Thailand: Rare Whale Skeleton Discovered

An almost perfectly preserved whale skeleton thought to be between 3,000 and 5,000 years old has been discovered in Thailand.

Thailand: Rare Whale Skeleton Discovered

The bones were found in early November some 12km (7.5 miles) off the coast just to the west of Bangkok.

The 12m (39ft) long skeleton is thought to be that of a Bryde’s whale.

Experts hope the find might provide “a window into the past,” especially for research on sea levels and biodiversity.

The partially fossilized bones are “a rare find,” mammal researcher Marcus Chua of the National University of Singapore told news.

“There are few whale subfossils in Asia,” he said, and even fewer ones are “in such good condition”.

Pictures shared by Thailand’s environment minister Varawut Silpa-archa show the bones apparently almost entirely intact.

Whale skeleton with researchers

According to the politician, more than 80% of the skeleton has so far been recovered, including vertebrae, ribs, fins and one shoulder blade.

The skeleton’s head alone is estimated to be about 3m in length.

Mr Chua says the discovery will allow researchers to find out more about the particular species in the past, whether there were any differences compared to today’s Bryde’s whales.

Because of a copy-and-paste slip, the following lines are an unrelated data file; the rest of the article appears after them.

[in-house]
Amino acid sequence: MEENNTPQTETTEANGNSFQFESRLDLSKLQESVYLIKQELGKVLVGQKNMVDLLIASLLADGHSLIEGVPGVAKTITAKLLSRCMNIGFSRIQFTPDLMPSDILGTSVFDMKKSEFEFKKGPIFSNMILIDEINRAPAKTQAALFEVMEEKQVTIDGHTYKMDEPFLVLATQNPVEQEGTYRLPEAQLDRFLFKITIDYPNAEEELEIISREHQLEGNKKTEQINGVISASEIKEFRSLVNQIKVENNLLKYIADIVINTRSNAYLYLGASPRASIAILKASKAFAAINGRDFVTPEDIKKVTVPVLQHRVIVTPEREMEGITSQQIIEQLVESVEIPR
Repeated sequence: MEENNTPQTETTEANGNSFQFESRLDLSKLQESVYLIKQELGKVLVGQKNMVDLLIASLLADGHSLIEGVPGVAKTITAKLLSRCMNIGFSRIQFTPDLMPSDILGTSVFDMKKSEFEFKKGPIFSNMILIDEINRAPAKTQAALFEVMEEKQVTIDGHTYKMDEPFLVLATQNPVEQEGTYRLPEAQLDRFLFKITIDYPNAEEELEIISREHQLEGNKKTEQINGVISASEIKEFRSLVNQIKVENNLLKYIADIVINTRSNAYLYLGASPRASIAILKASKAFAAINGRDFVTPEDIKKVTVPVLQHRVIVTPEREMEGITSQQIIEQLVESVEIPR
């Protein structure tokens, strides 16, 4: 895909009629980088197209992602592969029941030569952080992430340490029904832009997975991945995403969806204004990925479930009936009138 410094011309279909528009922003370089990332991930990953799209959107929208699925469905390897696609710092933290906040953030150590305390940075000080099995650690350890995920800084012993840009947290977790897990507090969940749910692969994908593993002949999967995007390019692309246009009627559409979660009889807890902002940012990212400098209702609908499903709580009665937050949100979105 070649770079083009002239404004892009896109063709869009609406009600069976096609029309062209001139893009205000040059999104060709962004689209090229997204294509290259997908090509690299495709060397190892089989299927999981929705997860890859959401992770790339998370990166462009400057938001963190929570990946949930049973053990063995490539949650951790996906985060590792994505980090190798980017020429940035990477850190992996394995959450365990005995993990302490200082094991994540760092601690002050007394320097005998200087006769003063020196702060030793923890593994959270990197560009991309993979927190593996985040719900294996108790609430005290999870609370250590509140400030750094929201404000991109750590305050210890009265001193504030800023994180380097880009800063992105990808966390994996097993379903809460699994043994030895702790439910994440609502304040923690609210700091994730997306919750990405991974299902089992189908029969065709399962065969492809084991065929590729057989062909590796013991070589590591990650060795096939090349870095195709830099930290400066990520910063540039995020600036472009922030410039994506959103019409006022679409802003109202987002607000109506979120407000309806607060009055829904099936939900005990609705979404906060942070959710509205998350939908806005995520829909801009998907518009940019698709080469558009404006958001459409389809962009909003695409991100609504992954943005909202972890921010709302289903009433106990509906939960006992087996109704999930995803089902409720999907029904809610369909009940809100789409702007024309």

The skeleton will also provide information about the “paleobiological and geological conditions at that time, including sea level estimation, types of sediments, and the contemporary biological communities at that time”.

“So this find provides a window into the past once the skeleton has been dated,” Mr Chua says.

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The bones are yet to be carbon-dated to determine their exact age, with the results expected in December.

Whale skeleton

The gulf of Thailand has an interesting history in the last 10,000 years, the biologist points out, with sea levels possibly up to 4m higher than today and active tectonic activity.

The skeleton was found off the current coastline in Samut Sakhon.

Bryde’s whales, which live worldwide in warm temperate and tropical waters, are still found in the waters around Thailand today.

Reference

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